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Woodrow Wilson (Museum Figure)

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Thomas Woodrow Wilson (December 28, 1856 February 3, 1924) was an American statesman and academic who served as the 28th President of the United States from 1913 to 1921. A member of the Democratic Party, Wilson served as the President of Princeton University from 1902 to 1910, and as Governor of New Jersey from 1911 to 1913, before winning the 1912 presidential election. As president, he oversaw the passage of progressive legislative policies unparalleled until the New Deal in 1933.[1] He also led the United States during World War I, establishing an activist foreign policy known as "Wilsonianism." He was one of the three key leaders at the 1919 Paris Peace Conference, where he championed a new League of Nations, but he was unable to win Senate approval for U.S. participation in the League.


Born in Staunton, Virginia, to a slaveholding family, Wilson spent his early years in Augusta, Georgia, and Columbia, South Carolina. His father was a leading Southern Presbyterian and helped to found the Presbyterian Church in the United States. After earning a Ph.D. in political science from Johns Hopkins University, Wilson taught at various schools before taking a position at Princeton. In 1910, Democratic leaders recruited him to run for the position of Governor of New Jersey. Serving from 1911 to 1913, Wilson broke with party bosses and won the passage of several progressive reforms. Wilson's success in New Jersey gave him a national reputation as a progressive reformer, and his Southern roots helped him win favor in that region. After several ballots, the 1912 Democratic National Convention selected Wilson as the party's presidential nominee. Theodore Roosevelt's third-party candidacy split the Republican Party, which re-nominated incumbent President William Howard Taft. Wilson won the 1912 election with a plurality of the popular vote and a large majority in the Electoral College.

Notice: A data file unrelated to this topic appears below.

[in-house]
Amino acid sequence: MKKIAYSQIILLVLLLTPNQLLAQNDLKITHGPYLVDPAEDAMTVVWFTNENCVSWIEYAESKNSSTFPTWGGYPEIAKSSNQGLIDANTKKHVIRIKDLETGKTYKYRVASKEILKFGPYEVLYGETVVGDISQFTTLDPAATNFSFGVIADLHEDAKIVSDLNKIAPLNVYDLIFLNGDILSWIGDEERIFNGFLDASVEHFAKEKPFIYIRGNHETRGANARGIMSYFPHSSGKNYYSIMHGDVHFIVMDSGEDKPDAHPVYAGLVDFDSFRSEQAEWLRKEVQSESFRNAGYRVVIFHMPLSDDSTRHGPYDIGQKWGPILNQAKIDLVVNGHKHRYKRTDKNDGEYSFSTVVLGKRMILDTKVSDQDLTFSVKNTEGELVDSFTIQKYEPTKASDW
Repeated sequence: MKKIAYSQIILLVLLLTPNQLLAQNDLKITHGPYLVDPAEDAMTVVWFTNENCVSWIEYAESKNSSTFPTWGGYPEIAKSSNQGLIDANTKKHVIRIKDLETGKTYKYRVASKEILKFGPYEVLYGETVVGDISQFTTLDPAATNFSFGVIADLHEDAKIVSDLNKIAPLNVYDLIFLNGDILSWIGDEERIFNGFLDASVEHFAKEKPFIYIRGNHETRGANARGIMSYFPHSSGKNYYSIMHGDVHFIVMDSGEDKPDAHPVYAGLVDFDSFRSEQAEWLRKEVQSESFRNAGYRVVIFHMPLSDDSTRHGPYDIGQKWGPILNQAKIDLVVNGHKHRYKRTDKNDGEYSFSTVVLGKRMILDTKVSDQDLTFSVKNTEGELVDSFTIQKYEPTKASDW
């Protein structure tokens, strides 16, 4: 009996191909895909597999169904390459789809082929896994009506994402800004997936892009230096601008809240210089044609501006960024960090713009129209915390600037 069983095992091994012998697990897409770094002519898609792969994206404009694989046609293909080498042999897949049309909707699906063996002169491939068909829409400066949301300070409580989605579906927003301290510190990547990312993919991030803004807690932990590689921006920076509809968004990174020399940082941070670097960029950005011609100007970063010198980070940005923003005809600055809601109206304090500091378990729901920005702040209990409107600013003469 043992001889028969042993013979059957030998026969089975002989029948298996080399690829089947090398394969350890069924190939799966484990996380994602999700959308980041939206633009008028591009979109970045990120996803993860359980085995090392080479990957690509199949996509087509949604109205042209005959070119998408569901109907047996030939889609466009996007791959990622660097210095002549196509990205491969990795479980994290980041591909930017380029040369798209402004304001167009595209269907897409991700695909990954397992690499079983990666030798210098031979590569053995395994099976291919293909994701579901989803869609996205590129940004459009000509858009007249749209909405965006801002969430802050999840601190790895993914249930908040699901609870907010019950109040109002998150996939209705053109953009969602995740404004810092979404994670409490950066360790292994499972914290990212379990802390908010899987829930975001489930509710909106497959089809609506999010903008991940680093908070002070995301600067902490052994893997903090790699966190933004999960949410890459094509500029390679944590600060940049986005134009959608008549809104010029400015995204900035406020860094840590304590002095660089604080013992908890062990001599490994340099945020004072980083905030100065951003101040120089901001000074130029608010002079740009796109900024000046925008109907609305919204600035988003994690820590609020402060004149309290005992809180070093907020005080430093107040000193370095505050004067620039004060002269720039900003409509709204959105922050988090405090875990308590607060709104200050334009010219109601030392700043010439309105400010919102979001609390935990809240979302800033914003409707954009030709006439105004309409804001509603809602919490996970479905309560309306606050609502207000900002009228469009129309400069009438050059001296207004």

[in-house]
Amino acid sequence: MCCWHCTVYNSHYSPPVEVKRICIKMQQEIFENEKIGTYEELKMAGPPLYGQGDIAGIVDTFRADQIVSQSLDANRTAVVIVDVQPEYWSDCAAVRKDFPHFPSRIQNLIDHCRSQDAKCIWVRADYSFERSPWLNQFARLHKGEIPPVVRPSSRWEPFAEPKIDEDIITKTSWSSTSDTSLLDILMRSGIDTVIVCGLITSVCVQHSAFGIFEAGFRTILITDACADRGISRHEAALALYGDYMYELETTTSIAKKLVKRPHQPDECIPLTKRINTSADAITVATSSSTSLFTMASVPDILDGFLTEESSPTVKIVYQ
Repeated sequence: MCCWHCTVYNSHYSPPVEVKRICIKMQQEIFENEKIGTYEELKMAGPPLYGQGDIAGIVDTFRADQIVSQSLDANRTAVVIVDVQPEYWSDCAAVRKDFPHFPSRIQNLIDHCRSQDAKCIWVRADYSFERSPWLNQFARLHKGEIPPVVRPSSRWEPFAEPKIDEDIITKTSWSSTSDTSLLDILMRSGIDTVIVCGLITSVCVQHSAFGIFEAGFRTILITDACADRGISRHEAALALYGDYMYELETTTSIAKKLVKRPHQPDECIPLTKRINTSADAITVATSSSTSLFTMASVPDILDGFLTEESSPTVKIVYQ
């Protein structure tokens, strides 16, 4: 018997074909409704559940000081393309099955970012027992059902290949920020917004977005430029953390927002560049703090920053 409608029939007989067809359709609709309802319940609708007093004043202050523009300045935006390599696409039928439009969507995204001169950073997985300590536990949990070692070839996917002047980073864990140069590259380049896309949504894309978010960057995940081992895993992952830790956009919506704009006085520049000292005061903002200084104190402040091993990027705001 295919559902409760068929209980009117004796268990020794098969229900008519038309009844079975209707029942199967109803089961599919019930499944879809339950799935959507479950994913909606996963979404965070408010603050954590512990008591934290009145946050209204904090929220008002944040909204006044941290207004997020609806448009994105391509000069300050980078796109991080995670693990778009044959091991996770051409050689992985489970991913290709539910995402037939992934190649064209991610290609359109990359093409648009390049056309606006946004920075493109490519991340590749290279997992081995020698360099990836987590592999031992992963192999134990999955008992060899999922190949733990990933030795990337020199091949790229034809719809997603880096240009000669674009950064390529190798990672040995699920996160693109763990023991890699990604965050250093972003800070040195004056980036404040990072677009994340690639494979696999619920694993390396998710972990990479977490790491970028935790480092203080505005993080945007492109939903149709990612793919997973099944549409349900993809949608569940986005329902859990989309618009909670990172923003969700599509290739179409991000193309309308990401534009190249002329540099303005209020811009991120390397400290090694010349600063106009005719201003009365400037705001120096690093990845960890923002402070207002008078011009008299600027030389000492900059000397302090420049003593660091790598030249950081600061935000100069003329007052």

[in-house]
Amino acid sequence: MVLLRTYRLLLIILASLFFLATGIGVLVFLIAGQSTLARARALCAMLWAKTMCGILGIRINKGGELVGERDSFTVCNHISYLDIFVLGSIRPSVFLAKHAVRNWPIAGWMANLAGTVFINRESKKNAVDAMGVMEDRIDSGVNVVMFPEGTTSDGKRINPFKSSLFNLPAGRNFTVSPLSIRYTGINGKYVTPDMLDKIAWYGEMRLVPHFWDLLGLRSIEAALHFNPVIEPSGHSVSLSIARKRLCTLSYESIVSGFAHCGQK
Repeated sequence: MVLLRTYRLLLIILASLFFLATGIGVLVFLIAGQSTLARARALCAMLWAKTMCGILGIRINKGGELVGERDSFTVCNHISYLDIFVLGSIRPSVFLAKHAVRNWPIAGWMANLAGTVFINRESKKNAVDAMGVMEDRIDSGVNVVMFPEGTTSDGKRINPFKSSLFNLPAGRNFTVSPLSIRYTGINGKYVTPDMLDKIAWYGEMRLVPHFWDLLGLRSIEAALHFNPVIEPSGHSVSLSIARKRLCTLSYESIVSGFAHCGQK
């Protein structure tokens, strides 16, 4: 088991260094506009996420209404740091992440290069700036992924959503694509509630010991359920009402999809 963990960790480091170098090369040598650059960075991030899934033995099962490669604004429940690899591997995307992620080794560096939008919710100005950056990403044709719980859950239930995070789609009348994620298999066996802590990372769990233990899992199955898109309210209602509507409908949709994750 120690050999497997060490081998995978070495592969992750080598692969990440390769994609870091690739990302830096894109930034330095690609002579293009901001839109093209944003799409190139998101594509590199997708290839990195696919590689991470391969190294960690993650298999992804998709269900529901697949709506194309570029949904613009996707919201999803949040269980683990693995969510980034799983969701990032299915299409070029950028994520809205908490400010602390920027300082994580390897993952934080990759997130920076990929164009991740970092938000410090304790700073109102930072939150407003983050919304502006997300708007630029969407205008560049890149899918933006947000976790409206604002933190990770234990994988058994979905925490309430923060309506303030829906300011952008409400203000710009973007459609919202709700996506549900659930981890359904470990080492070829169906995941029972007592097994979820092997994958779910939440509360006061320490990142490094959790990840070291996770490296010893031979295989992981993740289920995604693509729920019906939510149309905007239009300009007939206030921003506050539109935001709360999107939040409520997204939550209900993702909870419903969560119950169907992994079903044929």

Upon taking office, Wilson called a special session of Congress, whose work culminated in the Revenue Act of 1913, introducing a federal income tax which provided revenue lost when tariffs were sharply lowered. He also presided over the passage of the Federal Reserve Act, which created a central banking system in the form of the Federal Reserve System. Other major elements of Wilson's New Freedom agenda included Federal Trade Commission Act, the Clayton Antitrust Act, and the Adamson Act, all of which established new economic regulations enforced by the federal government. Wilson staffed his cabinet and administration with numerous Southern Democrats; they insisted on racial segregation at the Treasury Department and other federal offices. Upon the outbreak of World War I in 1914, Wilson maintained a policy of neutrality between the Allied Powers and the Central Powers. In the presidential election of 1916, Wilson defeated Republican Charles Evans Hughes by a narrow margin, and Democrats retained control of Congress. His moralistic policy in dealing with the Mexican Revolution involved military actions, but stopped short of war.




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